|Blue- " I've had just about enough of this summer!"|
I’ll start with an update on the horses:
Nate (my daughter’s horse) has been suffering with a bad case of Stringhalt. He’s been dealing with this for over a month. At one point, it got so bad that he was completely paralyzed in his hind end and was stall bound for a while. His hind legs swelled mildly and he broke out with oozing sores around his coronary bands, front and back. Nate also has a condition called Shivers, which we think exacerbated or probably even predisposed him to the Stringhalt. Between my daughter and the vet they seem to have come up with a successful treatment plan. The good news is that, after scaring the crap out of us, he seems to be doing much better and can now be turned out with the herd. He’s still walking very slowly, but he seems happy and at least he’s able to be with his buddies.
Shortly after Nate, Grady came down with a milder case of Stringhalt. He also has shivers. He's recovering much faster than Nate and seems to be doing much better now.
Mellon's legs--especially his hind legs--have been swelling, oozing serum, and breaking out in sores. He was also mildly lame behind, though it didn't look anything like the stringhalt in the other two. Mellon doesn't have shivers, though he did have EPM a few years ago, and he's got Cushings. Our vet thought it was cellulitis. My daughter said it reminded her of a milder version of the lymphangitis Nate had when he ate some toxic weeds he shouldn't have in Scotland. The vet prescribed a course of heavy duty antibiotics and topical ointment (which Mel finished and didn't seem to help), so she's been washing with mild antiseptic soap and wrapping with Animalintex which seems to help a lot.
Trying to find the common source for all of these problems might be a waste of time. But the stringhalt, at least, we assume had a common cause once two horses started to show the same symptoms. There is a variety of the disease called "Australian Stringhalt" that has been traced to a particular weed that grows in pastures called flatweed, catsear, or false dandelion. It looks almost identical with ordinary dandelions except the leaves are slightly hairy, the stems are coarser, and they can be branched (there are other small differences if you're into botanical stuff, but for the casual observer, that's enough to identify one in your field.) It's not always dangerous to horses. But under certain soil and weather conditions (i.e. drought) when the plant is stressed, apparently it becomes toxic. We believe that our horses already suffering from neurological conditions were highly susceptible to the effects of this toxin, and so exhibited the worst symptoms. All of the literature we've ever read about it, and all of the vets we've ever spoken to said it doesn't grow in our area. But after speaking to the local Cornell Cooperative Extention expert, my daughter went out looking for it, and it was everywhere. (My daughter is going to post more on what she's found out about the plant and the condition as the horses progress with their treatment.)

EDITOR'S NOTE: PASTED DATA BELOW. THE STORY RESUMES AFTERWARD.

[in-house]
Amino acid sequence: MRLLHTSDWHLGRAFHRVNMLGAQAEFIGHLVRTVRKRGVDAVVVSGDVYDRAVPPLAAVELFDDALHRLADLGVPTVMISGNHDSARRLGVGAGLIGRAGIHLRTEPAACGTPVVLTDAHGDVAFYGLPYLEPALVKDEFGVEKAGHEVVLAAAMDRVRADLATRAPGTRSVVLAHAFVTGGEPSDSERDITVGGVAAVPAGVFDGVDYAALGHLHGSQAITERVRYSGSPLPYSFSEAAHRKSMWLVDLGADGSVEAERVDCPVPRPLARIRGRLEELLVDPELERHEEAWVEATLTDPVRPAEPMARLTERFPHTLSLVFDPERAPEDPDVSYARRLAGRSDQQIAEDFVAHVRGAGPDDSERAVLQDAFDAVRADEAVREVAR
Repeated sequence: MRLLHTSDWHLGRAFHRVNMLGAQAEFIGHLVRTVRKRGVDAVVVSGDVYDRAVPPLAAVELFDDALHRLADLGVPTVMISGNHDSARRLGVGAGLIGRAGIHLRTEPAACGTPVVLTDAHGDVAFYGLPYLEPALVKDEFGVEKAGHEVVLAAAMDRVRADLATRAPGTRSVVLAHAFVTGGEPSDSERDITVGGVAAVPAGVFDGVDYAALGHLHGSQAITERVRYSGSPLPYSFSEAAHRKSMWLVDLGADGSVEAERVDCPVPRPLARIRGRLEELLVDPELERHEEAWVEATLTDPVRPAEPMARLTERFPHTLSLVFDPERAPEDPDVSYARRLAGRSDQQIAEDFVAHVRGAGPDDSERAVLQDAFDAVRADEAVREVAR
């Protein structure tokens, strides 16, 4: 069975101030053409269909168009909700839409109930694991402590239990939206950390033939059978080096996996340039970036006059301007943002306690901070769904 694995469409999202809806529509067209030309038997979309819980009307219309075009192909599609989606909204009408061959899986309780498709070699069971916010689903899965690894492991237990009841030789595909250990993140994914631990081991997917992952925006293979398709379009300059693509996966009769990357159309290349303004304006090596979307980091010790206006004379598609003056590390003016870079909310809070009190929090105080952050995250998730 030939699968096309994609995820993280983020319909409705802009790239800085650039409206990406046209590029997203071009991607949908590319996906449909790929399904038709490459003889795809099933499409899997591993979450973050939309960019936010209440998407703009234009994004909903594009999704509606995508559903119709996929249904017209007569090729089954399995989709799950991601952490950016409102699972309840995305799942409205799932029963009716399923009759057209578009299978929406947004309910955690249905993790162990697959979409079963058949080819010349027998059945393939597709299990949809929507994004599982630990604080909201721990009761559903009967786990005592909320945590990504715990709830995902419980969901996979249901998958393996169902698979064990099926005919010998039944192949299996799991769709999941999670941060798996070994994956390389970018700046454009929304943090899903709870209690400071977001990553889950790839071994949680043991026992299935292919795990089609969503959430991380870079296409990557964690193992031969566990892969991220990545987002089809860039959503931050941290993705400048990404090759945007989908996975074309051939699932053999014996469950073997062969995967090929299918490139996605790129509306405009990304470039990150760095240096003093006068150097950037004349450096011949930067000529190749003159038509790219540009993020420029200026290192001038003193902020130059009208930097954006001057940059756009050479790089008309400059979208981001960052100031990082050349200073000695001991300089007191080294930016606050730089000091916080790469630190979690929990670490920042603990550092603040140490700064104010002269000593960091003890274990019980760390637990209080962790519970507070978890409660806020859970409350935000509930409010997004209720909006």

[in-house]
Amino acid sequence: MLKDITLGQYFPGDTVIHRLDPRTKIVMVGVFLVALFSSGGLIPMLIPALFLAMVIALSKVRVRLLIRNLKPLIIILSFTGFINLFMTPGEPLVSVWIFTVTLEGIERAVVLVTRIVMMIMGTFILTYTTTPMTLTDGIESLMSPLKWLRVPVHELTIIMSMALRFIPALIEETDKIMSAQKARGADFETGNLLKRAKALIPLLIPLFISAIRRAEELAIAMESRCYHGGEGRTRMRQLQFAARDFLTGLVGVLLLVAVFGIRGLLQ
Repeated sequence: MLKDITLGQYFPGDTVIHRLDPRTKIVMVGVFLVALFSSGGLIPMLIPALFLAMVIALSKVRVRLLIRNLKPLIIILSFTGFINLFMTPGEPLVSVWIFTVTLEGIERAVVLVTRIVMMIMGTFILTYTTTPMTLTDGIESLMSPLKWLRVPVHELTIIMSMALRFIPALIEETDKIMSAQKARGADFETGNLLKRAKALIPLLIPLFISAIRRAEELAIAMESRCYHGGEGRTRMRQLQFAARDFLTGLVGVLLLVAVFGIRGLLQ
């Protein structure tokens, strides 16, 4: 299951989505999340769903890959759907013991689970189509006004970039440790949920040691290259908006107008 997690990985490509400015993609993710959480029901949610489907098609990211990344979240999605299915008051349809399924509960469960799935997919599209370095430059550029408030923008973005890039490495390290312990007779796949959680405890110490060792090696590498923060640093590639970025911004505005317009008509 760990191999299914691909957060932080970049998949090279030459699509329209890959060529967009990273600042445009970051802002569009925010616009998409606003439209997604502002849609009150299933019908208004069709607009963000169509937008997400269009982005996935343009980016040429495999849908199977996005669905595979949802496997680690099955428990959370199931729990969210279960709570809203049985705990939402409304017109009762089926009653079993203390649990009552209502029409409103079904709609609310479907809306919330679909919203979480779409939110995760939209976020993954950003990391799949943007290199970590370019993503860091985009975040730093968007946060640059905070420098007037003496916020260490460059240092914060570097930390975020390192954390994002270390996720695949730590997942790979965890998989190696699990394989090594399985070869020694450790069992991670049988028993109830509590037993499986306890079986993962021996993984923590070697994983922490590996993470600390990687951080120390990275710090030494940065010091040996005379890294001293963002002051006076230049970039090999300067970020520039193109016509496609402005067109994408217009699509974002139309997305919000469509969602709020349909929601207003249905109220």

We've got probably 25 acres total of pasture, so there was no way we were going to dig it all up by hand. So in the meantime, to be on the safe side, we removed the horses from the pasture for a few weeks while they received their treatment. Then, though we don't like having to do it, we had all the pastures sprayed with a broadleaf herbicide to get rid of the weed suspected of causing Nate, Grady (and possibly Mellon) their various ailments. We can't be sure if it was the flatweed or any other weed that caused their illnesses. But why take that chance? They seem to be improving already... We will reseed in the fall.
Blue looks a lot better to me and I plan on starting back riding him this weekend. He got a thorough grooming and bath over the past weekend.
Sami and Donnie are just fine. So there are a few bright spots here, too.
Ginger the pup is doing fine. She was spayed two weeks ago and is as feisty as ever.
Gunnar has started having seizures. He’s had three this month and so my daughter took him to his vet who referred him to a dog neurologist. I didn’t know there was such a specialty, but apparently there is. All of his tests came back normal. and they have no answers. Every vet we use is on vacation so it’s been like pulling teeth to get him some anti-seizure medication. Normally, they would use phenobarbital but since he has a liver shunt he can’t take that because it compromises the liver. There is another medication that they are prescribing so hopefully we’ll be able to get that soon and help him.
We have what looks like green slime on the top of the pond so we called in a pond expert. He says it’s called watermeal. And there is a spray that will kill it, but he can’t spray because the oxygen level in the pond is below normal (because of the watermeal) and it will kill the fish. So we need to replace the broken aerator with a new one, which requires getting an electrician to run a line from the garage to the pond. I’m hoping this can be done soon. We may not be able to treat the pond this year, but at least we can get the oxygen levels back up to normal to help the fish out until the weather cools off and the watermeal dies off.
So, it's been a rough summer, and we're looking forward to fall! That’s about it for now.
Until next time
Quote for Today
“ It just goes to show you, it’s always something.”